Many years later, Mollie and I moved our family to Colorado so that we could pursue careers as fine artists. Some of our old college friends from the 3-story house, now a married couple and living in Loveland, had offered to let us stay with them for a few months until we could get ourselves established. They had 3 kids, and we had 5, and their house was probably too small for this endeavor. But they welcomed us in nonetheless.

One of the first things we did was to fix the situation with the dining room table. We knew we wanted to share meals together, and our host’s dining room table was too small for all 12 of us. So my friend Mike got a nice 4×8 ft board, and, since we were all artists, we decided to turn the table into a community art project involving all the kids.

We thought it would be fun to get everybody’s handprints on the table, as a small monument to our love and friendship. We had all the kids and adults interlace hands and arms around the table, something like this:

Tabletop design ideaThen we spray-painted over everyone’s hands to create a handprint border around the edge of the table. (We first applied lotion to everyone’s hands so that the paint would come off easily.) On the underside of the table, each kid wrote their name under their handprints to identify them. Then, back on top, we helped the kids stencil some primitive animal shapes running through the center of the table to complete the design. I designed the stencils to be suggestive of Native American art imagery.

Below is a shot of the finished tabletop.

colorado animals-tabletopI will always fondly remember that crazy season of starting over in Colorado, made possible because of the friendship of this family.

Some sad observations from across the pond
I recently read an article by British doctor and psychiatrist, Anthony Daniels, who has worked extensively in some of Britain’s deeply impoverished areas. His duties required him to visit the homes of his patients, and to personally interview them. Daniels recounts some universal patterns he saw in Britain’s underclass:

“Everyone lived in households with a shifting cast of members, rather than in families. If there was an adult male resident, he was generally a bird of passage with a residence of his own somewhere else. He came and went as his fancy took him…

I should mention a rather startling fact: By the time they are 15 or 16, twice as many children in Britain have a television as have a biological father living at home…Few homes were without televisions with screens as large as a cinema – sometimes more than one – and they were never turned off, so that I often felt I was examining someone in a cinema rather than in a house. But what was curious was that these homes often had no means of cooking a meal, or any evidence of a meal ever having been cooked beyond the use of a microwave, and no place at which a meal could be eaten in a family fashion. The pattern of eating in such households was a kind of foraging in the refrigerator, as and when the mood took, with the food to be consumed sitting in front of one of the giant television screens.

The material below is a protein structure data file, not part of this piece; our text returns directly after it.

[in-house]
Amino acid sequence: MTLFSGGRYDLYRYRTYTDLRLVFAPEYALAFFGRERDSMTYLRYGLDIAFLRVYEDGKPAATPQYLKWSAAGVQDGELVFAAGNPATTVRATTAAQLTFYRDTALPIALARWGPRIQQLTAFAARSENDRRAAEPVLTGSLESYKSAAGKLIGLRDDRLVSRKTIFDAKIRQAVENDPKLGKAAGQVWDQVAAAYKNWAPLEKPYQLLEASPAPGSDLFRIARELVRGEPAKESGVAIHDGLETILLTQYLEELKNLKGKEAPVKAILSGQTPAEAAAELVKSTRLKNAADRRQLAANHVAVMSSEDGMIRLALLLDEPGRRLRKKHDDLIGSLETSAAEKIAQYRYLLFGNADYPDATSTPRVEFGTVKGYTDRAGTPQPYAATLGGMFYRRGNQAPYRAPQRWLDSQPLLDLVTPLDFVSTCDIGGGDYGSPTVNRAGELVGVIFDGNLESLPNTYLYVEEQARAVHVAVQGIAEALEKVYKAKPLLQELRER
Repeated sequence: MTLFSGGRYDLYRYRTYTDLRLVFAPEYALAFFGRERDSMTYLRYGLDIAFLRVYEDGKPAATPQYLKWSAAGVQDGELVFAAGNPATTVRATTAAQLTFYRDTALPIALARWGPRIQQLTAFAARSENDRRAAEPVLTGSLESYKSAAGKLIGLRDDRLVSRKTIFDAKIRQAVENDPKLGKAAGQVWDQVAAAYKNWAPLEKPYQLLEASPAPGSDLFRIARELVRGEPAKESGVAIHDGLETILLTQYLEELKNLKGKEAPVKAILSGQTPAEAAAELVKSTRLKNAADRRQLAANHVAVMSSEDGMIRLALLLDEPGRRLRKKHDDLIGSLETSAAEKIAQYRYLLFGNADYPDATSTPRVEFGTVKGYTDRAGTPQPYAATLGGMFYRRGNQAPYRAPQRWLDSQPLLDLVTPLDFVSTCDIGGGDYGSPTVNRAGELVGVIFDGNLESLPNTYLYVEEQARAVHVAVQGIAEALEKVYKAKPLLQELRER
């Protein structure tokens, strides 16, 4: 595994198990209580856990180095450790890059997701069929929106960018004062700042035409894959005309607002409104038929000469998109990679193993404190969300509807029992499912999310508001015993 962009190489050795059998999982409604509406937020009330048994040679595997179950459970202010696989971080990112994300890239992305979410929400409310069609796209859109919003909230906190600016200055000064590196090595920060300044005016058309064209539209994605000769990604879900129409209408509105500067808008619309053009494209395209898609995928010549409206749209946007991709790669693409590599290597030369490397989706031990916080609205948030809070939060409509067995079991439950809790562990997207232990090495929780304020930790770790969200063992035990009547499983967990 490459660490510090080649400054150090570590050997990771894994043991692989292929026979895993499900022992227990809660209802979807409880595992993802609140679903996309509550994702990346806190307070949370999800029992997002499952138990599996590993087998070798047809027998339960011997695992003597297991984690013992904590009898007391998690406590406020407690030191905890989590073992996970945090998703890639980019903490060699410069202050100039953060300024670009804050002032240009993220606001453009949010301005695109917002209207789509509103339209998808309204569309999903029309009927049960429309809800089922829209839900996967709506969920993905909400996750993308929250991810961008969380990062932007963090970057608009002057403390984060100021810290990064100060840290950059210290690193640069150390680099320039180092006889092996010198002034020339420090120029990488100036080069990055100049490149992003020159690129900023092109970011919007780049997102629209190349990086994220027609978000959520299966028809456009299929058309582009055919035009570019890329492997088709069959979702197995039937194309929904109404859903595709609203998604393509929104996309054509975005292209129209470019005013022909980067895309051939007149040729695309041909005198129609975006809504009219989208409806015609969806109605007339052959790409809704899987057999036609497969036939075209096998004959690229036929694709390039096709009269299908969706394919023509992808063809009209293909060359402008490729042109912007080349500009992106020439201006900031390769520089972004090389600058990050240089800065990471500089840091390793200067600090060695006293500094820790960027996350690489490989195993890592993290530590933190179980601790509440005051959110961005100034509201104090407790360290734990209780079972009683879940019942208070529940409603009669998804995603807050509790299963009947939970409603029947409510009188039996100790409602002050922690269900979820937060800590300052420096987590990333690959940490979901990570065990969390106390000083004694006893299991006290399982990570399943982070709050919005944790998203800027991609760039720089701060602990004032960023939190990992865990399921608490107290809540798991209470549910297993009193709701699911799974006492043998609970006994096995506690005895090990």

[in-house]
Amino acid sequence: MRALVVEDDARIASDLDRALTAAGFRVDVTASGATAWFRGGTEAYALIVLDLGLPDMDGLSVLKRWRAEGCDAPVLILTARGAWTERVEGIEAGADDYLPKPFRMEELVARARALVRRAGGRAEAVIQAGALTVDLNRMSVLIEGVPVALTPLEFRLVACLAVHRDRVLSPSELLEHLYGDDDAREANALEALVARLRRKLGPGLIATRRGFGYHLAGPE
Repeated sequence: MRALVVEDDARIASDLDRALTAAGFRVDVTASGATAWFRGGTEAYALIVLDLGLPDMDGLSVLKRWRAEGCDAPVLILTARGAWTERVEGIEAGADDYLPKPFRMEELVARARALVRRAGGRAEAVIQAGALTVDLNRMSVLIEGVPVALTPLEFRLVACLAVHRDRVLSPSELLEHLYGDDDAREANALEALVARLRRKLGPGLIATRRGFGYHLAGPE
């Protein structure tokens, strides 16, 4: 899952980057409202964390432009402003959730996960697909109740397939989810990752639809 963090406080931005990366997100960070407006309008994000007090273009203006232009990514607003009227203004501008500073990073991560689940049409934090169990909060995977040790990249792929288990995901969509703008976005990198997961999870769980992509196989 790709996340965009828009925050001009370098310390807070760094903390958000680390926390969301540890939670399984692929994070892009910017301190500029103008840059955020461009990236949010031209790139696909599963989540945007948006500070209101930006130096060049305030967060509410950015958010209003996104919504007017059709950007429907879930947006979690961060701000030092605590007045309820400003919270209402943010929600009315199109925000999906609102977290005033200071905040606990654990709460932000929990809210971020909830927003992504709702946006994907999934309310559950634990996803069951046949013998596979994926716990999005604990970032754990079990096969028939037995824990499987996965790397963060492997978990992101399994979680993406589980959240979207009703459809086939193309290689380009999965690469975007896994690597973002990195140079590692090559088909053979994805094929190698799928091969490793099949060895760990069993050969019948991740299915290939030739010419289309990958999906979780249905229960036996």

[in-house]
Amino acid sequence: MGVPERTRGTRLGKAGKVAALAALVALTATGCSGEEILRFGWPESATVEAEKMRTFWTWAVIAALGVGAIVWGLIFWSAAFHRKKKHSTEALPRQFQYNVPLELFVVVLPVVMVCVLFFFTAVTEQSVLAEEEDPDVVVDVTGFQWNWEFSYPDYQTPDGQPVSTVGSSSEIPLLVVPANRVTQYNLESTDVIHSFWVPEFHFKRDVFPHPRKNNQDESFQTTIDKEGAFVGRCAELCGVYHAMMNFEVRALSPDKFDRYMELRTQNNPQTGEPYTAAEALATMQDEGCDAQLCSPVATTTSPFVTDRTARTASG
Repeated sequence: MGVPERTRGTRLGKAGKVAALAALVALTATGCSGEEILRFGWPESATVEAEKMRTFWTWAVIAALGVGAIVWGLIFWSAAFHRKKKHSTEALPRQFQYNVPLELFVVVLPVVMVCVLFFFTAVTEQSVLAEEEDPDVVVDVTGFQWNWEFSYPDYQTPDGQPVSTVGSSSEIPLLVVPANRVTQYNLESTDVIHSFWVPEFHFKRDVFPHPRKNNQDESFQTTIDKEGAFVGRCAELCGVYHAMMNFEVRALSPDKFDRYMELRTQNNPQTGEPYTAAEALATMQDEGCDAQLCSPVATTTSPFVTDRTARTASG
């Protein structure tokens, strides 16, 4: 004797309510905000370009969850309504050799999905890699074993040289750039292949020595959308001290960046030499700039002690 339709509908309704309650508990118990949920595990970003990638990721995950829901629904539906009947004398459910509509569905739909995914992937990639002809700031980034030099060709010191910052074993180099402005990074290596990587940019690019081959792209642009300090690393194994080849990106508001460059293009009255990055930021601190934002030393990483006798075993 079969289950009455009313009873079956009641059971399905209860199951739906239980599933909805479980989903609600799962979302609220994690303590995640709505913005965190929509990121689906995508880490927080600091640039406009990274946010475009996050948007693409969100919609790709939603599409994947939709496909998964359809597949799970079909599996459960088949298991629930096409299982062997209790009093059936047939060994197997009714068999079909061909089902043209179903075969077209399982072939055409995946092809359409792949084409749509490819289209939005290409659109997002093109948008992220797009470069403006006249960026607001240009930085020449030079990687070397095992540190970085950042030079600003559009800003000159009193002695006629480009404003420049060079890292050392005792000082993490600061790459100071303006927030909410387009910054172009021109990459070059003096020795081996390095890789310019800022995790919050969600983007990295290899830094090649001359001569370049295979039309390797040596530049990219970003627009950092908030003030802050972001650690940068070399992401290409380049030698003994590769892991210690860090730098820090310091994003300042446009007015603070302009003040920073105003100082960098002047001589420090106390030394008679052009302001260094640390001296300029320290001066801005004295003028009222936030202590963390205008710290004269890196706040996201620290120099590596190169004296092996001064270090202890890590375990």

Surveys have shown that a fifth of British children do not eat a meal more than once a week with another member of their household, and many homes do not have a dining room table. Needless to say, this pattern is concentrated in the lower reaches of society, where so elementary but fundamental a means of socialization is now unknown. Here I should mention in passing that in my hospital, the illegitimacy rate of the children born in it, except for those of Indian-subcontinental descent, was approaching 100 percent.”
(
Imprimis: The Worldview that Makes the Underclass)

What a sobering glimpse of a government welfare state. The government has essentially become the household provider, the nuclear family has disintegrated, and there consequently isn’t even a table around which to share a meal.

Rise up and share a meal!
My purpose here is not to criticize Dweezil Zappa, or the underclass of Britain, or TV watching. My point is simply to encourage connection and communion within households. Whether you are living with family or friends, if you are currently not connecting with those around you, why not start the adventure now? If you are already committed to meal sharing with those you love, then may these thoughts serve as affirmation that you are doing a good thing. Keep it up, you crazy radicals!

Sometimes we do good things almost by accident, or by inertia, or habit. This is certainly better than not doing those things at all. However, at times I have found that doing those same things with intentionality and purpose reminds me to make the most of the moment. Meal sharing is one of those things. Reinforcing your values by reading stories regularly with your kids or grandkids is another. In this blog I’ll periodically share encouragement on other life-enhancing practices.

May God strengthen you to create a culture of life and love within your own family!
A Happy Thanksgiving to you,

Scott

Animal stencils-detail

(Tabletop detail.) Feel free to share a dinnertime story or memory below…

 

 

 

 

A Creativity Game To Play With Your Kids

DG covAs an artist, I am sometimes asked by parents about how they can foster creativity in their kids. Do I teach children’s art classes? Can I recommend a great art curriculum for home-schoolers?

Ironically, since my wife and I are both professional artists we may not be the best people to ask. Art was simply part of the environment within which our kids grew up, and we naturally incorporated the arts into life because that’s what we do. I would say as a general rule, though, parental enthusiasm plays a big role in fostering creativity. My wife and I both happen to love children’s art, and we did get pretty enthusiastic when our kids would create things we thought were cool. We hung a lot of it, and saved some of it.